In the Lone Star State, BlueCross BlueShield of Texas is the non-nursing lead on the action coalition, and they’ve infused a new perspective. Alexia Green, RN, PhD, FAAN, co-leader of the Texas Action Coalition, said members were introduced to the roles nurses with the insurer play to reduce costs and improve patient outcomes. For many who attended a conference in November, it opened their eyes to the possibilities tracking by insurers could bring on a large scale. “We were blown away by the things they are doing with population management,” Green said.

Among the examples presented was monitoring medication adherence, particularly in groups of patients with chronic disease.

The Texas coalition also gained a powerful advocate when the Texas Association of Business joined the group. A collaborative of 3,000 large and small employers and 200 local chambers of commerce, the association is a major player in policy and legislative development, Green said. Enhancing the business perspective on nursing quality, the coalition attracted M. Ray Perryman, PhD, an internationally influential economist, as co-chair of its Strategic Advisory Council, which met for the first time in October. “We want to show the value that nursing brings to healthcare and get people’s attention from an economic standpoint,” Green said.

This year, Texas will organize into eight regions to address local strategies to work toward IOM goals. Leaders and teams will form, with opportunities for nursing and non-nursing participants to join.

Key to progress: leadership skills

“If we do not build leadership skills in all nurses, we will not succeed,” said Mary Lou Brunell, RN, MSN, co-leader of the Florida Action Coalition and executive director of the Florida Center for Nursing. That statement was the consensus after a meeting of the coalition’s Steering Committee in October in which leaders prioritized IOM recommendation No. 7 — to prepare nurses to lead — and ensure leadership roles are filled by nurses.

The Florida Action Coalition was approved in March 2011 as part of the second wave of states to formalize their coalitions. The group is composed of a diverse array of healthcare providers, such as hospitals, skilled nursing facilities, and public and community health systems.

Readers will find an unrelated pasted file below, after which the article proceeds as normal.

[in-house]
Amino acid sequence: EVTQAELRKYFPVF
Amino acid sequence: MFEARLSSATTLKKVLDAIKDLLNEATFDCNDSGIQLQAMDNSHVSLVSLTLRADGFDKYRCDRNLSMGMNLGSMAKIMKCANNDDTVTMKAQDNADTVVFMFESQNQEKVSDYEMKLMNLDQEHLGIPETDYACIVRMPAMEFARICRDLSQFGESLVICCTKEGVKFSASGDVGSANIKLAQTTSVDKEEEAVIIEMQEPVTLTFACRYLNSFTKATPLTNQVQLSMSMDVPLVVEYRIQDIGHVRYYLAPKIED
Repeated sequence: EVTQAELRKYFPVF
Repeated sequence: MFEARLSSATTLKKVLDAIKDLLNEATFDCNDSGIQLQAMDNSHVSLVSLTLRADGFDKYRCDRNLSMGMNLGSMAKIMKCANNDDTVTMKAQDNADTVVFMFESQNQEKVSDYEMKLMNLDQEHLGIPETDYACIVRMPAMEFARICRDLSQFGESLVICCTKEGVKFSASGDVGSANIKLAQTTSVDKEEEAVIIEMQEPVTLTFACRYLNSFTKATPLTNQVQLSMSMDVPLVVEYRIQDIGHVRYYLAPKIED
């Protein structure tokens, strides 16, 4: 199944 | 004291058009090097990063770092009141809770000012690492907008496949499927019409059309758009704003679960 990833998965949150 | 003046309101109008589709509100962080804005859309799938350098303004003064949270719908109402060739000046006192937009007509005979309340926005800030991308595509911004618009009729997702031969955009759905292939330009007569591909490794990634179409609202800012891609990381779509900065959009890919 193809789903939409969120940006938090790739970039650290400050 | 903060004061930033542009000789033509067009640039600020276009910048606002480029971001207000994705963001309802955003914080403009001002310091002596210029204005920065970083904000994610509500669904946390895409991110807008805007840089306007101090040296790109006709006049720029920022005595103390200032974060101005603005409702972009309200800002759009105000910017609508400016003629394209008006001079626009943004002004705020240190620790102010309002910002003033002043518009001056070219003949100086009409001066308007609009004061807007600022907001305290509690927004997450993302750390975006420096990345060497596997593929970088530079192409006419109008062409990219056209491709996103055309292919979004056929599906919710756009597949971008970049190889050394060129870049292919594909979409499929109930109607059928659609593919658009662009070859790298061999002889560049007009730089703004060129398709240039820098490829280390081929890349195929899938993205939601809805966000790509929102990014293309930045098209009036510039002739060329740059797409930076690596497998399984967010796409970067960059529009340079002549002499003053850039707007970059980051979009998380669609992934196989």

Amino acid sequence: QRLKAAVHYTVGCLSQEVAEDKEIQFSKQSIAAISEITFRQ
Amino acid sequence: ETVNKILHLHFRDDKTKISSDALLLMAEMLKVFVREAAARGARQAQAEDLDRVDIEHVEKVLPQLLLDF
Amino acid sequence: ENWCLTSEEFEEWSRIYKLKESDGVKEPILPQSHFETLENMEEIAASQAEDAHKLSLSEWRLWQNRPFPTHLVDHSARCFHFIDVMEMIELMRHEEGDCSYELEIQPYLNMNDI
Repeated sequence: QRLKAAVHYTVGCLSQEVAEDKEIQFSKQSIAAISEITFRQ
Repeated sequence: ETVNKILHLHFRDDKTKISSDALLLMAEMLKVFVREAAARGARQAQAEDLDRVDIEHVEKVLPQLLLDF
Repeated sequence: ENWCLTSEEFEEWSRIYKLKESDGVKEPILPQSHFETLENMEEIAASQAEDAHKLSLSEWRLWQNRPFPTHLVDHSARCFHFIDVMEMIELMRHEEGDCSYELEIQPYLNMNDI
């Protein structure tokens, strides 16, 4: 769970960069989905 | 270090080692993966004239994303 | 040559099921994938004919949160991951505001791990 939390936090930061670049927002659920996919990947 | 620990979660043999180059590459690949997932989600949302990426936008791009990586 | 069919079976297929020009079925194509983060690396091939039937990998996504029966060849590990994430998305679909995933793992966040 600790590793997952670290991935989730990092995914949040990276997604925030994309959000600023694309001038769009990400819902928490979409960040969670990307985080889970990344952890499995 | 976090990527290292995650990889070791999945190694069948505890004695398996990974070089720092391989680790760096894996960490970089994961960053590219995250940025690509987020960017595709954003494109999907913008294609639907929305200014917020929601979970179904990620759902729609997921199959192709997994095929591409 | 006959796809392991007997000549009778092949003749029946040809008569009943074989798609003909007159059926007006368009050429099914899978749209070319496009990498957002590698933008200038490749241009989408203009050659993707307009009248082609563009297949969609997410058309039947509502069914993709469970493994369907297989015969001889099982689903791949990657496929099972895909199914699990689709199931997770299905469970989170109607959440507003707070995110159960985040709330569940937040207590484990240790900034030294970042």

If efforts to reach IOM goals are to succeed, Brunell said it is crucial nurses have the ability to influence policy-makers, financial supporters and employers.

Action teams are forming on improving education, leadership skills and similar areas of emphasis, and nurses are invited to join. Teams are expected to implement plans this year to reach IOM standards, and representatives will include specialized experts from industries such as human resources, education and other relevant disciplines.
Guided by IOM recommendation No. 8, and near the top of the Florida Action Coalition’s list is revising the scope of the Florida Center for Nursing. The center is the state’s source for data, research and strategies to address Florida’s nursing workforce needs. It has not received state funding for the past three years and is run through donations and residual funds.

Brunell said the center, a national model for workforce data and analysis, fulfills a critical function and should cover other healthcare professions. Supporters will explore options for funding and expanding the center’s work in Florida.

For more details on IOM and RWJF Future of Nursing initiatives and recommendations, go to

By | 2020-04-15T09:43:04-04:00 February 6th, 2012|Categories: Regional, South|0 Comments